HC Deb 17 April 1962 vol 658 cc307-12
Mr. Hay

I beg to move, in page 11, line 40, to leave out from the beginning to the end of line 7 on page 12.

It might be for the general convenience of the House if at the same time, we discuss the following Amendments, to Clause 14, in page 15, line 28, leave out from "and" to "nothing" in line 29; to Clause 74, in page 81, line 19, to leave out from "that" to "it" in line 21; in line 23, to leave out "that Act" and to insert "the Transport Act, 1947"; and in page 81, leave out lines 26 to 32.

The purpose of these Amendments is to delete two things from the Bill. The first is the declarations which are made in Clauses 11 and 74 that anything that is done in the exercise of the powers conferred on the boards and on the Commission respectively by the provision of these Clauses shall not be invalid on the ground that it is incompatible with their statutory duties.

The second thing which the Amendments do is to delete from the Bill the special protection which is given in Clause 11 (6) and in Clause 74 for Royal palaces and parks. These two things may appear, and indeed are, quite unrelated, but in the case of Clause 11 they are dealt with by the first of the two Amendments. The effect of each of the Amendments I have mentioned is as follows.

6.30 p.m.

The first Amendment deletes Clause 11 (5) and (6) which relate to incompatibility and the protection of Royal palaces respectively as regards development. The second Amendment, in page 15, line 28, is purely consequential and drafting. The third Amendment, in page 81, line 19, corresponds to the first part of the first Amendment and deletes that part of Clause 74 (5) which relates to the incompatibility of development by the Commission.

The next Amendment, in page 81, line 23, is a purely consequential drafting Amendment depending upon the last Amendment I have mentioned. The final Amendment, in page 81, leave oat lines 26 to 32, corresponds to the last part of the first Amendment and deletes Clause 74 (6) which relates to protection for Royal palaces and parks against development by the Commission.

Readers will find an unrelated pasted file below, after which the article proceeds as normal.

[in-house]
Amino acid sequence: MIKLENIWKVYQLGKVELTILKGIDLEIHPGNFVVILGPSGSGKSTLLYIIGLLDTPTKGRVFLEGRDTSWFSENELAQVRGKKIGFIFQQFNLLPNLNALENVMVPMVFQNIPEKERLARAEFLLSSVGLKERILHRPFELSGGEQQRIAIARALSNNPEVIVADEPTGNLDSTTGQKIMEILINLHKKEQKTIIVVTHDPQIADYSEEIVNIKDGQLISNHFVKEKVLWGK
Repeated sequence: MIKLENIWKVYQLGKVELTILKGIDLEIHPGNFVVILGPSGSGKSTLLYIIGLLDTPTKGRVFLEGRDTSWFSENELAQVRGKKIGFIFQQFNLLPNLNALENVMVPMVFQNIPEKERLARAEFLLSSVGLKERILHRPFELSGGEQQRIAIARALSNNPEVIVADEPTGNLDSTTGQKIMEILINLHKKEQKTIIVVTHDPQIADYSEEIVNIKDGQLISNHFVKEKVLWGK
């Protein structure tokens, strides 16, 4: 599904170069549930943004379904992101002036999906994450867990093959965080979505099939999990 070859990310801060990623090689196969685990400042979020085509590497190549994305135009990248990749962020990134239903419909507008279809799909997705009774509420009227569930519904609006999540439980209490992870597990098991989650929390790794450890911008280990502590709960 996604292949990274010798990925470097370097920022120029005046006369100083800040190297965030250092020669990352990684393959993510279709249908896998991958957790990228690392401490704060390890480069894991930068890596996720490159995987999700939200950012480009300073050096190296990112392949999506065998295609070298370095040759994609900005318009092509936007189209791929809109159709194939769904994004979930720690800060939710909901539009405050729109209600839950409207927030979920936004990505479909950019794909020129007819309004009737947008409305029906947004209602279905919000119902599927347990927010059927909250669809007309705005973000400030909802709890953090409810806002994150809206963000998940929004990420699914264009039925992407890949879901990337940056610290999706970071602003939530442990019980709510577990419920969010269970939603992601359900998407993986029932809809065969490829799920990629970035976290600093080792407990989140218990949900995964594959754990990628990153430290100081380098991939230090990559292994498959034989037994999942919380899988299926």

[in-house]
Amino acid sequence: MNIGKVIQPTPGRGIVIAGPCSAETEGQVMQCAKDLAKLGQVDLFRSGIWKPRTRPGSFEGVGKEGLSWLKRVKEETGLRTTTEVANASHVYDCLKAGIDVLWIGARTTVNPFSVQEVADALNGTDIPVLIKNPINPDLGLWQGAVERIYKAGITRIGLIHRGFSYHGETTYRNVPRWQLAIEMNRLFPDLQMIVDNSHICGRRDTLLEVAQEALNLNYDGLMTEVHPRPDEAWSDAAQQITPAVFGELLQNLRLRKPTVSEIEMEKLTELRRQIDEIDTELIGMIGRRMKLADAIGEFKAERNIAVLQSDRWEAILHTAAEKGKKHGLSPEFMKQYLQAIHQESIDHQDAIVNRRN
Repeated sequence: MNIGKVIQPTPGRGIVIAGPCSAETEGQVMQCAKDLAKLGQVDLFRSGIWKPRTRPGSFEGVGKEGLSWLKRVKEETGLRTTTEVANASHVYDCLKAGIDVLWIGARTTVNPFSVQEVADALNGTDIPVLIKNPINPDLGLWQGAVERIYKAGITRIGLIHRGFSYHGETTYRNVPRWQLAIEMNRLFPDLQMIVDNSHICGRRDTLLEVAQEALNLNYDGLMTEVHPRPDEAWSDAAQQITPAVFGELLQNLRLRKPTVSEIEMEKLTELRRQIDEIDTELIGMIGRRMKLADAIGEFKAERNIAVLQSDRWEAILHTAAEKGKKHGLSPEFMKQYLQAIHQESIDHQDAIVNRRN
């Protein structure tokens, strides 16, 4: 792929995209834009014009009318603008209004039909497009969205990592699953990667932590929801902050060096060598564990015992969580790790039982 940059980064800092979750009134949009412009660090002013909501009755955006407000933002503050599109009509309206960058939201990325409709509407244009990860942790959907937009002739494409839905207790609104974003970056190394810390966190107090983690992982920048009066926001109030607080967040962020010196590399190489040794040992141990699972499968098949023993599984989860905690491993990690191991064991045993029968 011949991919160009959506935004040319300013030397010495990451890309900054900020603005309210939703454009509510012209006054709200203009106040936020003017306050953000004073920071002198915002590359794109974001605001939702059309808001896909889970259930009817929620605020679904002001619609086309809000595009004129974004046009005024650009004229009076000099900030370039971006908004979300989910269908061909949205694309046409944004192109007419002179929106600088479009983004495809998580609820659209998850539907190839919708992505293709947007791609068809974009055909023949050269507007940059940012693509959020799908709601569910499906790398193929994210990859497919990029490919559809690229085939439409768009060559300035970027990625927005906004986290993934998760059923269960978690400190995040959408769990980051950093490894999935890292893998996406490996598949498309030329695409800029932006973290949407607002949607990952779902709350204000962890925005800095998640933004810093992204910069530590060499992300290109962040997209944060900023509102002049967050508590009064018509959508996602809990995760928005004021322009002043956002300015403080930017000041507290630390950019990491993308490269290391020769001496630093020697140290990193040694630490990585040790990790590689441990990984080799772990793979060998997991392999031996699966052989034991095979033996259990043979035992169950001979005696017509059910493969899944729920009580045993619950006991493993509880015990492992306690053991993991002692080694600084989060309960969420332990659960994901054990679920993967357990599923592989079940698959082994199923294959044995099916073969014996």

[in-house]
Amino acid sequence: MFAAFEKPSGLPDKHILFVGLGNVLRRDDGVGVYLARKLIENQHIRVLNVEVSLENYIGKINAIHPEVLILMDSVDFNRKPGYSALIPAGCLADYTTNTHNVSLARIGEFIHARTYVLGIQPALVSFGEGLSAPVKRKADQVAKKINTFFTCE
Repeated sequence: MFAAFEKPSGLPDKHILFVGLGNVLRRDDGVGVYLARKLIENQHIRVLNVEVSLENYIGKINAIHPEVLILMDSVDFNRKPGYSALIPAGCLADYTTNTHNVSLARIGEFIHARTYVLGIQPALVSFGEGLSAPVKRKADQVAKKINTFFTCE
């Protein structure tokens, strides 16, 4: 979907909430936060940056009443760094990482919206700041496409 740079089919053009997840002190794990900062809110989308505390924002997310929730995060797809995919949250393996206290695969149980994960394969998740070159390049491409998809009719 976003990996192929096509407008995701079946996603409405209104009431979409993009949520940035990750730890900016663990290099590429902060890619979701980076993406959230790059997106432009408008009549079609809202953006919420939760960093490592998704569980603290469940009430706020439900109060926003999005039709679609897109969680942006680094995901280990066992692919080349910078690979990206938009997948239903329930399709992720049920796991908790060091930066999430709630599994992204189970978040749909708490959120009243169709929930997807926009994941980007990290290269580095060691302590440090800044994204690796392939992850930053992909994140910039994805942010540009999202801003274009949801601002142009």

Perhaps I may, as briefly as I can, deal separately with these two matters. As for the doctrine of incompatibility, the background to the proposed deletion of the declarations in Clauses 11 and 74 that developments by the boards and the Commission shall not be invalid on the ground of incompatibility with their statutory duties is that I undertook in Standing Committee on 27th February to consider representations made in the discussion principally by my hon. Friend the Member for Brighton, Kemp-town (Mr. David James) and my hon. Friend the Member for Maidstone (Mr. J. Wells) against these provisions. The main burden of the points which they made was that it would enable inland waterways to be disposed of without ensuring that the buyer would be under an obligation to carry out statutory duties laid on the owner of the undertaking—as regards, for example, matters of navigation, drainage and flood prevention. In my reply I pointed out that the issues involved were somewhat technical. I acknowledged that there was some little doubt about them, and I went on to say that I would seek to amend the Bill at a later stage if it should be apparent that this should be done.